- A registrar of deeds has the power, in terms of section 4(1)(a) of the Deeds Registries Act 47 of 1937 (DRA), to require proof on affidavit if he/she is not satisfied with a conveyancer’s certificate (RCR 11 of 1950).
- When an agreement was made by a deceased during his/her lifetime, the bond may be passed in favour of the estate of the deceased, provided proof is submitted that the deceased agreed to the acceptance of the bond for the balance of the purchase price during his/her lifetime. Alternatively the bond can be registered by order of court (RCR 17 of 1950).
- Deeds Registries allow for heirs to redistribute property without reference to other heirs, which is regarded as giving effect to the letter and spirit of section 14 of the DRA (RCR 2 of 1951).
- Conditions, which obviously do not apply by reason of their situation to a portion of land, should be omitted from certificates of registered title (RCR 5 of 1951).
- Marriages governed by the laws of a foreign country should be described as “governed by the laws of the country of domicile of the husband” and not “by the laws of another country” (RCR 35(a) of 1951).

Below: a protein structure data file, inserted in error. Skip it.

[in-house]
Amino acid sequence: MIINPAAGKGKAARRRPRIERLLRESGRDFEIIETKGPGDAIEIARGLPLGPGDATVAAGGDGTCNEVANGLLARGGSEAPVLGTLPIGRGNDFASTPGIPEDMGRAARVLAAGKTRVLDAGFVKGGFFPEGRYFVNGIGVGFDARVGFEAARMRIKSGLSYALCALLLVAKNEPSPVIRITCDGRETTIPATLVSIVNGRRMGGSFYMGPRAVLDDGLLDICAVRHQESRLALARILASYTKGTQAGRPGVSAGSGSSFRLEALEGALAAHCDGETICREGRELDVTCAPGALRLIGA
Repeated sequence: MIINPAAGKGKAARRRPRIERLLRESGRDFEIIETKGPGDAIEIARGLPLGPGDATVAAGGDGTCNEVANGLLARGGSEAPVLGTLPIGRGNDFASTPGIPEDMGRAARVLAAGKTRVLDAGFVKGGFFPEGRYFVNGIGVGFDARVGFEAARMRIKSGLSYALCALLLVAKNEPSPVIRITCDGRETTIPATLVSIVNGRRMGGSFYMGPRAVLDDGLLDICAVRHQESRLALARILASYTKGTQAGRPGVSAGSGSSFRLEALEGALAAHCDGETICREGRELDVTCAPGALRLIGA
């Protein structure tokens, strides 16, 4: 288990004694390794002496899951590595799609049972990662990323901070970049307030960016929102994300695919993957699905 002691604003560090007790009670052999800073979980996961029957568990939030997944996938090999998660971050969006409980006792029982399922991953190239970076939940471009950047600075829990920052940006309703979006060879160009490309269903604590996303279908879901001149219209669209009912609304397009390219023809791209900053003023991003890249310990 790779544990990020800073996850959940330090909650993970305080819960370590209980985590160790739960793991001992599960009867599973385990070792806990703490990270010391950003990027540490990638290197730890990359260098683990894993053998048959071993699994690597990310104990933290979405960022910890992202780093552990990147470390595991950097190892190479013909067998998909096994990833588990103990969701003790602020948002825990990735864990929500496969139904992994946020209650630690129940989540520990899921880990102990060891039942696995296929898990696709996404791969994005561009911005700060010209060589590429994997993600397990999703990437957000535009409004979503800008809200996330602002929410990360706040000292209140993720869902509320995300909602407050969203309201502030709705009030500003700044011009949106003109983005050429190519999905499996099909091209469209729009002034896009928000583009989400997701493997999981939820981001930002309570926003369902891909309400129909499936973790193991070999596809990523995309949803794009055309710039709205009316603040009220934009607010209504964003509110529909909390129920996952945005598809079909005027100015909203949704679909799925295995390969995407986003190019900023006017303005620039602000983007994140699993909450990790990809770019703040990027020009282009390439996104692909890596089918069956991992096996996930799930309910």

- The onus to determine the consequences of a foreign marriage is not that of the deeds registries, but that of the conveyancer (RCR 35(b) of 1951).
- Heirs cannot create reciprocal rights and obligations inter se in a redistribution agreement, in respect of the creation of restraints on alienation (cf De Wet v De Wet 1951 4 SA 212 C and RCR 3 of 1952).
- Servitudes created reciprocally over or in favour of portions of a property in favour of or over the remaining extent thereof may be embodied in the transfers when all subdivisions and the remainder are transferred simultaneously (RCR 7 of 1953).
The following procedure should be followed when shares are transferred:
Where the shares of the transferees differ as amongst themselves, but the deed conveys similar shares in different properties, the description should be as follows: